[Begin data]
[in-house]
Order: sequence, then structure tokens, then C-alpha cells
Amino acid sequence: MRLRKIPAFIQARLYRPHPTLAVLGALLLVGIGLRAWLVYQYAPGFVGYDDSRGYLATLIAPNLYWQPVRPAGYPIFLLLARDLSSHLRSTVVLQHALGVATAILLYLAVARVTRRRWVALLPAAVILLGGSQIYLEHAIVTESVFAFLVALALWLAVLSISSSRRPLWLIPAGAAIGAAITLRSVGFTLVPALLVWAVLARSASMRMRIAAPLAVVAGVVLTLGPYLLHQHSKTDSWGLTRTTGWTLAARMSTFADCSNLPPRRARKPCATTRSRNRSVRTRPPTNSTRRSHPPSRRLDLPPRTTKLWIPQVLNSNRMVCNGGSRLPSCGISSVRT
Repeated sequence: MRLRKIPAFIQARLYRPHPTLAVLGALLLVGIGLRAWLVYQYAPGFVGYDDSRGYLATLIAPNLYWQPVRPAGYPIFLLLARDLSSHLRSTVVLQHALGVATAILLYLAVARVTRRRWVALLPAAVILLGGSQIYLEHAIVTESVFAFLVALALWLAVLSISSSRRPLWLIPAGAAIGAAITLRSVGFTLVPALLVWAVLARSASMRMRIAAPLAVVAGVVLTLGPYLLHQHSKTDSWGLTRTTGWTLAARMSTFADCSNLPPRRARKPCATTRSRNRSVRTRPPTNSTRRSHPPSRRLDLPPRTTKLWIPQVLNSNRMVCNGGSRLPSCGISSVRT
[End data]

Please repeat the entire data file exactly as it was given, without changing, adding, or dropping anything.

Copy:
[in-house]
Order: sequence, then structure tokens, then C-alpha cells
Amino acid sequence: MRLRKIPAFIQARLYRPHPTLAVLGALLLVGIGLRAWLVYQYAPGFVGYDDSRGYLATLIAPNLYWQPVRPAGYPIFLLLARDLSSHLRSTVVLQHALGVATAILLYLAVARVTRRRWVALLPAAVILLGGSQIYLEHAIVTESVFAFLVALALWLAVLSISSSRRPLWLIPAGAAIGAAITLRSVGFTLVPALLVWAVLARSASMRMRIAAPLAVVAGVVLTLGPYLLHQHSKTDSWGLTRTTGWTLAARMSTFADCSNLPPRRARKPCATTRSRNRSVRTRPPTNSTRRSHPPSRRLDLPPRTTKLWIPQVLNSNRMVCNGGSRLPSCGISSVRT
Repeated sequence: MRLRKIPAFIQARLYRPHPTLAVLGALLLVGIGLRAWLVYQYAPGFVGYDDSRGYLATLIAPNLYWQPVRPAGYPIFLLLARDLSSHLRSTVVLQHALGVATAILLYLAVARVTRRRWVALLPAAVILLGGSQIYLEHAIVTESVFAFLVALALWLAVLSISSSRRPLWLIPAGAAIGAAITLRSVGFTLVPALLVWAVLARSASMRMRIAAPLAVVAGVVLTLGPYLLHQHSKTDSWGLTRTTGWTLAARMSTFADCSNLPPRRARKPCATTRSRNRSVRTRPPTNSTRRSHPPSRRLDLPPRTTKLWIPQVLNSNRMVCNGGSRLPSCGISSVRT